After seeing the properties we were walking by Orfeo’s house when he diverted us inside for “a drop”. Turned out to be a drop of Vin Santo. With his wife’s super fritters. Small round-ish fritters about ping pong ball sized, made with flour, egg and honey, lightly fried. Amazing. Four hundred times better than I’d had in any bakery ever. She had made them with her own eggs, her own honey. Fried in her olive oil. That morning. Because it is Carnevale time is should be fried in lard they said but they have no intention of doing that when they have lovely light olive oil to use. The fritter come in different sizes and shapes in different areas and are called different things as well. In Panicale they are called Strufoli.

Being a bit too house proud we then toured our house, almost next door, and yes,
yes we DO have a woodstove and wood and kindling.

I recommend that they try their hardest to get tickets to the theater that is happening this very night. Again with the timing.

Bruno comes by and we light the first ever fire and it is righteous indeed. We celebrate with a drink at the bar. Bitters for him and hot chocolate for me. Too much coffee already. And then we agree to wave at each other at the theater that night.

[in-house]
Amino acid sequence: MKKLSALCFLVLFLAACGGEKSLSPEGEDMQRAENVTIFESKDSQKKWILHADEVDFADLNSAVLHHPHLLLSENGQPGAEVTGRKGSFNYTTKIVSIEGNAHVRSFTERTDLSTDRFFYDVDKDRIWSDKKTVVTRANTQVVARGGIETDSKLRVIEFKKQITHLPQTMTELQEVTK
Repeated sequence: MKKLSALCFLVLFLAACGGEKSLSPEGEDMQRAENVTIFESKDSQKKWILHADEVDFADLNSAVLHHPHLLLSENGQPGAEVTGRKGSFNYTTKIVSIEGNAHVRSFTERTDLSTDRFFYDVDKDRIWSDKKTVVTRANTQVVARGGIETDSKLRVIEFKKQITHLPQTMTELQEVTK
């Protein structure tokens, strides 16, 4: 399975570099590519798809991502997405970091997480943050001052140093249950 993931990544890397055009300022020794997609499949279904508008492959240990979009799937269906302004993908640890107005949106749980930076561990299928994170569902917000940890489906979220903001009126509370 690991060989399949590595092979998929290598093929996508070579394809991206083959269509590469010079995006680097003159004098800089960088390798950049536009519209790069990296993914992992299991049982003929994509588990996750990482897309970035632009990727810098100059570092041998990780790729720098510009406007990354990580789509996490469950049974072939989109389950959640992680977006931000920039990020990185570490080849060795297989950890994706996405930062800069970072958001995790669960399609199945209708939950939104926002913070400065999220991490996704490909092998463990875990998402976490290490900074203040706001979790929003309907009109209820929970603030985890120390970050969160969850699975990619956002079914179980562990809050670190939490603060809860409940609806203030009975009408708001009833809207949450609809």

Even thought the theater doesn’t start till nine pm, there isn’t even time for dinner somehow. Never a dull moment. The play tonight was three separate Neopoliton farces by Eduardo de Filippo. The theater was packed. The best part of it all is waving at all your friends in the floor seats, balconies and boxes and then afterwards the hugs and double-cheeked air kisses. It is my whole Panicale life flashing before my eyes condensed into a few fine moments. We stretch the moment by retiring to the bar AGAIN. and then I hurry home for the midnight (here) kick-off of the SUPER BOWL.

I called my wife Midge at 1 am, 2:30 and 4:30 until the verdict we all hoped for came in. . . Go Patriots! Champions Again.

Tomorrow, your erstwhile roving reporter is taking a road trip to Spannocchia outside Siena.

Casamaggiore indeed

What a good day this was. After coffee at Aldo’s I went around with Giancarlo and a nice Dutch couple and saw many fine properties. The one he had been sending me pictures of in Tavernella, I was a bit cool about. Giancarlo takes good pictures but from the pictures he’d sent me, I just didn’t see the attraction. But wait. In person I got it in a heartbeat. The pictures here? That’s just a couple random shots. Of the barn. The villa rocks and could be a B&B easily. The options here are just infinite. Almost in town but up on a hillside over the town really. Lots of room. Makes me want to get out the pads of paper and start sketching who gets what rooms and where the pool should go. Big fun.